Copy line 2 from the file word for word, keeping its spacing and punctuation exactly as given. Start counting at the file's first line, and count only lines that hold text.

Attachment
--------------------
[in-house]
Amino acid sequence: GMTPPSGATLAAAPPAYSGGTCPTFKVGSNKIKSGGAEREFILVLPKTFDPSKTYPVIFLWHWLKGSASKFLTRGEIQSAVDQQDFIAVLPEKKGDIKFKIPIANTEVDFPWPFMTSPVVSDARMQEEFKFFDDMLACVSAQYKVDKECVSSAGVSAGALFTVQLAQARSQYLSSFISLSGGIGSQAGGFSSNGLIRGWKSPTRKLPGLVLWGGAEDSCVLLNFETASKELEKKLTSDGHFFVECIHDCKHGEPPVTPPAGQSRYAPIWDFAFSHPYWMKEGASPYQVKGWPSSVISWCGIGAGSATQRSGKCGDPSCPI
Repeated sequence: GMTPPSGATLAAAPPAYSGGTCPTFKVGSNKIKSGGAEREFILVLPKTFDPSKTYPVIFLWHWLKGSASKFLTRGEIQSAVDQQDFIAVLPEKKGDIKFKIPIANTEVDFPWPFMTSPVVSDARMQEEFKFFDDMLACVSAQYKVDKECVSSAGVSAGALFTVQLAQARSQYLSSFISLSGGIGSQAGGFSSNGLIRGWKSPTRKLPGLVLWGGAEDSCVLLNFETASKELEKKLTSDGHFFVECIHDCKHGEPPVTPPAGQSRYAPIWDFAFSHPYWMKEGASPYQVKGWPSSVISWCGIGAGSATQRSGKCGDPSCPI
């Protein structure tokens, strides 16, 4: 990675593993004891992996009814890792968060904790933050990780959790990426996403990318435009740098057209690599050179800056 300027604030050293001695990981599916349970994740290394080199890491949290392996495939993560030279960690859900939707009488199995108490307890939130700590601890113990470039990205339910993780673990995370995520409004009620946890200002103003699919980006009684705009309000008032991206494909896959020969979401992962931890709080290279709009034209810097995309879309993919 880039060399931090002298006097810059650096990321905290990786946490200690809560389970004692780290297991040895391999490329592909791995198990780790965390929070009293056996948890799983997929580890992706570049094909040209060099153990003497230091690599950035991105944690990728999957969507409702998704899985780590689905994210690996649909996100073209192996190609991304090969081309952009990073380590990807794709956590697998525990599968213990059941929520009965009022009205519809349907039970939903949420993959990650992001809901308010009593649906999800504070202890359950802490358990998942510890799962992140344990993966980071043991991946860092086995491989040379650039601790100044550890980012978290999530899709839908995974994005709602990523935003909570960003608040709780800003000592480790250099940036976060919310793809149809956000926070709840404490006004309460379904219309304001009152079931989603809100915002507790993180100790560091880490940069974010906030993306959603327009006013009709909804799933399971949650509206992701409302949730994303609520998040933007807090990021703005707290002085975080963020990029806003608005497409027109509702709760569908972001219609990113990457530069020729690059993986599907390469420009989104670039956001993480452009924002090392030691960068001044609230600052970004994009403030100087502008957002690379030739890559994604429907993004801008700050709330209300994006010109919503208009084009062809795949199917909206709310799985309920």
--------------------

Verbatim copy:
Amino acid sequence: GMTPPSGATLAAAPPAYSGGTCPTFKVGSNKIKSGGAEREFILVLPKTFDPSKTYPVIFLWHWLKGSASKFLTRGEIQSAVDQQDFIAVLPEKKGDIKFKIPIANTEVDFPWPFMTSPVVSDARMQEEFKFFDDMLACVSAQYKVDKECVSSAGVSAGALFTVQLAQARSQYLSSFISLSGGIGSQAGGFSSNGLIRGWKSPTRKLPGLVLWGGAEDSCVLLNFETASKELEKKLTSDGHFFVECIHDCKHGEPPVTPPAGQSRYAPIWDFAFSHPYWMKEGASPYQVKGWPSSVISWCGIGAGSATQRSGKCGDPSCPI